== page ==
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Coverage of the Krefeld Zoo fire was so one-sided that it is possible to believe only eight apes died. But the fire killed more than 40 other animals that the media neglected to mention.
Words by Caroline Christen
On New Year’s Day, a public memorial appeared at the gates of Krefeld Zoo in North Rhine-Westphalia, Germany. A local newspaper image showed flowers, candles, cuddly toys, a framed collage of three orangutans and two gorillas, children’s drawings wrapped in cling film, and the word “Warum?” (“Why?”) written on cardboard signs. “Why did this have to happen to you?”
A sky lantern landed the night prior on the roof of a tropical enclosure in Krefeld Zoo, setting the building on fire. The sky lantern was released by three women celebrating New Year’s Eve. The building was ablaze when fire services arrived; the response team did not attempt to evacuate the trapped animals but rather focused on protecting adjacent buildings. Police officers stood by, prepared to shoot animals who might escape. The affected animals lived in a 2,000-square-meter building without fire protection measures. The fire burned out at 4:40 a.m. on New Year’s Day, yet the search for survivors did not begin until two hours later—when zoo employees heard screaming from within the ruin. A search party discovered and evacuated two surviving chimpanzees. At 8:00 a.m., another search party found an orangutan and a gorilla who were both severely injured. A veterinarian injected the orangutan with an overdose of tranquilizer, which is the legally required method of euthanizing animals in Germany. The tranquilizer failed to euthanize the gorilla because of his extensive skin injuries. At 10:15 a.m., a police officer shot the gorilla with a machine gun, claiming afterward that he was obligated to release the animal from suffering. In total, more than 60 animals died in Krefeld Zoo on New Year’s Day.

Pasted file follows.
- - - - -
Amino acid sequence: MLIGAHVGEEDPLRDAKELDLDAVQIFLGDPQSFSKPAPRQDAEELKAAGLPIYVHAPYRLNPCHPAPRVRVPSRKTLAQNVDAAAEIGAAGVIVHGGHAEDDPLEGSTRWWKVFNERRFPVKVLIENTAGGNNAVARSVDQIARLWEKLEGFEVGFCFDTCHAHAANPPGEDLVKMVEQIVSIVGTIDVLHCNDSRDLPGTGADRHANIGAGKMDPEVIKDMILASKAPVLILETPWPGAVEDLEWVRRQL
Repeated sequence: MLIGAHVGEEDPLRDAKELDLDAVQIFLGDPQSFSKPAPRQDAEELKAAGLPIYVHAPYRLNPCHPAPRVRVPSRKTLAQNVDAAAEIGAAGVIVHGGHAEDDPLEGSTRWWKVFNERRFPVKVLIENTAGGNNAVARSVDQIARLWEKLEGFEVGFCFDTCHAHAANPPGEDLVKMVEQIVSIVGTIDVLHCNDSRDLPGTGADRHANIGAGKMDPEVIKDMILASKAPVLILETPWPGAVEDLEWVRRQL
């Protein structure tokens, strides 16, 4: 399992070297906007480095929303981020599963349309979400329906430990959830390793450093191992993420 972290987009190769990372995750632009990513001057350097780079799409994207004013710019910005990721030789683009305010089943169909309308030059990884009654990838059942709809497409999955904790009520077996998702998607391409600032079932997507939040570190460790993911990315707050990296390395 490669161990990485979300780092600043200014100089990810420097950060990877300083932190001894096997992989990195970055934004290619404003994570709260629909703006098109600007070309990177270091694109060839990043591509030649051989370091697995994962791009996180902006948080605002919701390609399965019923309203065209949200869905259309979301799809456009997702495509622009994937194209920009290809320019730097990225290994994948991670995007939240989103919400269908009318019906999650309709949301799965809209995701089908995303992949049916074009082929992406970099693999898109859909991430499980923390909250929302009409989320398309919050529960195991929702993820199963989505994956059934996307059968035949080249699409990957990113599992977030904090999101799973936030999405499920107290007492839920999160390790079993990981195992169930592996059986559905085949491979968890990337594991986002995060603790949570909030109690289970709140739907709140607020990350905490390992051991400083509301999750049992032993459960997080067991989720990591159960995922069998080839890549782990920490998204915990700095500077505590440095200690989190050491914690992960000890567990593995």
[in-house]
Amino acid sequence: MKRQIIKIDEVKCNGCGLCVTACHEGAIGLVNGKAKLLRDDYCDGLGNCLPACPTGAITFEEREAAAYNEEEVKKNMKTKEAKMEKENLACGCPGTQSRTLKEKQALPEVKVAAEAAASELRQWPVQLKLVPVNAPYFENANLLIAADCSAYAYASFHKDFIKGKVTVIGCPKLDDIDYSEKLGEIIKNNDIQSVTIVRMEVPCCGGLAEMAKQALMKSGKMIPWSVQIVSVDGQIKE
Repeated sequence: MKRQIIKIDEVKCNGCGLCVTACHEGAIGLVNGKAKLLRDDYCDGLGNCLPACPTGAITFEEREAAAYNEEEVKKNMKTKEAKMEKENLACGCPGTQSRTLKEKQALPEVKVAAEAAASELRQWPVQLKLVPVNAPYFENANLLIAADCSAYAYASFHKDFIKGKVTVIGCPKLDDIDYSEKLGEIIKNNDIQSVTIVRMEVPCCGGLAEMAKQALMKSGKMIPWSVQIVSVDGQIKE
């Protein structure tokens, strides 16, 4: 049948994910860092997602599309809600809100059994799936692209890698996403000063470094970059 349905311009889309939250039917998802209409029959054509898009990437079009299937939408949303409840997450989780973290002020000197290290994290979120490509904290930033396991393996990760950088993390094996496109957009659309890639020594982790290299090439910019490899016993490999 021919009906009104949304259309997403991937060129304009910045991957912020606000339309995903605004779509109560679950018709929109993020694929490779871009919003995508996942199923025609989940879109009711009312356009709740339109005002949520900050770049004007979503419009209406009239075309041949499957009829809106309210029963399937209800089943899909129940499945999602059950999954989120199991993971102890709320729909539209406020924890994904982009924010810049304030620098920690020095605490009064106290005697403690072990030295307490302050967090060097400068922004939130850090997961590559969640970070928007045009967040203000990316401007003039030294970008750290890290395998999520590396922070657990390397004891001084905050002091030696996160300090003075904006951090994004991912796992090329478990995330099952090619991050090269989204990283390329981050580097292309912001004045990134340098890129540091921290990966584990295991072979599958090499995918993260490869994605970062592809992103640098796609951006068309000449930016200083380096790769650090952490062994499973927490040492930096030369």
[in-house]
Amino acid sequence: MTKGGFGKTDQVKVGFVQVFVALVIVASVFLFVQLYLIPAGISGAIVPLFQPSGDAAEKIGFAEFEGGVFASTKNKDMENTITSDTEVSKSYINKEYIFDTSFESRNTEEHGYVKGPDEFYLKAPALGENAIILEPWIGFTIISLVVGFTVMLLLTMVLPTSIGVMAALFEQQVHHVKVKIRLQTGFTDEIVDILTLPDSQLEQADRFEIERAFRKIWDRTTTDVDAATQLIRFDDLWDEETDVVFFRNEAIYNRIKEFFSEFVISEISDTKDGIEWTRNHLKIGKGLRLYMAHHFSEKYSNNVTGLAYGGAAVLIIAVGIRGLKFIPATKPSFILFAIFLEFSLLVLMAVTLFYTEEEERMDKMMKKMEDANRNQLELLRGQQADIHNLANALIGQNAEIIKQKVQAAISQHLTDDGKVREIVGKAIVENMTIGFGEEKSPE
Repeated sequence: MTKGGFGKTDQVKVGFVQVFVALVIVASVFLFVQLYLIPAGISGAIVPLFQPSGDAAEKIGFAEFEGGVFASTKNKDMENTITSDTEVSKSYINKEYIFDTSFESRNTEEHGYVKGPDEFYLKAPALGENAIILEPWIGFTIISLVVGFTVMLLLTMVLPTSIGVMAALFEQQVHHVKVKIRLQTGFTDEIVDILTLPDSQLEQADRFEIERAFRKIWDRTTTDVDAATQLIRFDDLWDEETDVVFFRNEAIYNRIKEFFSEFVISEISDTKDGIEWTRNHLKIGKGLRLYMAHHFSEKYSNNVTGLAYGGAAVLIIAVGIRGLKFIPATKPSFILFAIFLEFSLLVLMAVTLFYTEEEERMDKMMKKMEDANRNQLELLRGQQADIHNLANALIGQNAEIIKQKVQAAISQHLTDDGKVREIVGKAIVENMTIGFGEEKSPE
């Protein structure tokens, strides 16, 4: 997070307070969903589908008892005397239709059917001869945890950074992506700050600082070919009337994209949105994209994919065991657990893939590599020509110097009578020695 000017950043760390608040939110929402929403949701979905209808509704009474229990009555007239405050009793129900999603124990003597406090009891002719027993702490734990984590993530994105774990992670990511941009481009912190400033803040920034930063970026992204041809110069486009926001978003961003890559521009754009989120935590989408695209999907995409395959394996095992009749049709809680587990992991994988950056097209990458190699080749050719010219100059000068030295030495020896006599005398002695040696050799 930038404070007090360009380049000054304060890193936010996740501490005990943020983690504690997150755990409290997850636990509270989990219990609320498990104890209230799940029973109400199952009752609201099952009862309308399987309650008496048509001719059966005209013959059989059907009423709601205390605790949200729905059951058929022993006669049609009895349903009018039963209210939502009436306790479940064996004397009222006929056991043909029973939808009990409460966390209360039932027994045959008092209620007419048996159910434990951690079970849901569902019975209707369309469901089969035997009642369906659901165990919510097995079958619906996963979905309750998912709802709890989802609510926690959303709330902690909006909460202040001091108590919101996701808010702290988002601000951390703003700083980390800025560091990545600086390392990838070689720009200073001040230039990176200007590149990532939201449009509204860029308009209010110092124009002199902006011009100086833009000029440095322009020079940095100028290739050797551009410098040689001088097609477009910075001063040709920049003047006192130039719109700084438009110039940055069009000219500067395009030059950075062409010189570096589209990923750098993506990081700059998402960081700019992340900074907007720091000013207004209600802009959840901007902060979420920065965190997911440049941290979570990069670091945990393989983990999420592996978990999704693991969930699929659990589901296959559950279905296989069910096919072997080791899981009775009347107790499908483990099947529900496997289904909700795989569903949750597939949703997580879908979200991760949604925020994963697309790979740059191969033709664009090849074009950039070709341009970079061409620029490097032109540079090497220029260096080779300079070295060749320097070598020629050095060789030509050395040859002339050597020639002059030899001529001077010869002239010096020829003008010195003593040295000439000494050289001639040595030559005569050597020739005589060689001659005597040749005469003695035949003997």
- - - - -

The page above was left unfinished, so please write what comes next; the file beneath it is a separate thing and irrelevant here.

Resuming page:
After the tragedy, Krefeld Zoo posted black-and-white pictures on the zoo’s website, similar to photos shown at funerals, of every deceased ape. The remaining 40+ victims received significantly less attention. Online, the zoo lists the affected animals as follows:
5 Bornean orangutans
2 western lowland gorillas
3 western chimpanzees [author’s note: two survived]
3 golden lion tamarins
2 silvery marmosets
3 white-faced sakis
3 pygmy marmosets
12 fruit bats
21 free-roaming birds
Tokay geckos (free-roaming, number unknown)
This ranking, unlike accounts of human casualties, is not by name or number of fatalities. The apes are listed first, the smaller monkeys second, the bats third, the rodents fourth, the birds (whose species is unspecified) fifth, and the reptiles (whose number is unspecified) last. The omission of the birds and lack of pictures of other victims clearly indicates that the zoo considers the loss of the great apes more lamentable than the loss of other creatures.
Media coverage of the Krefeld Zoo fire focused so exclusively on the great apes that it is possible to believe that only five orangutans, two gorillas, and one chimpanzee died. The media, by only scrutinizing the deaths of the most human-like animals, reveals a species bias that renders all impartial investigation impossible. The media coverage of the Krefeld Zoo fire also serves to answer the question of why the fire happened in the first place. Singling out the three women who released the sky lanterns—which are illegal in Germany—provides only a cursory explanation for the tragedy. What turned one irresponsible act into a death sentence for many animals is a deeply-rooted social bias known as speciesism.
Speciesism is a form of discrimination in which some species are regarded as less important than others. The zoo’s ranking of the victims and the media’s omission of 21 avian victims are prime examples of speciesism. Had the birds been considered as “important” as the great apes, then the zoo would have taken care to disclose their species. Without its speciesist bias, the media would have reported the other forty victims. The logic by which some creatures matter more than others is based on a human-centric notion of worth.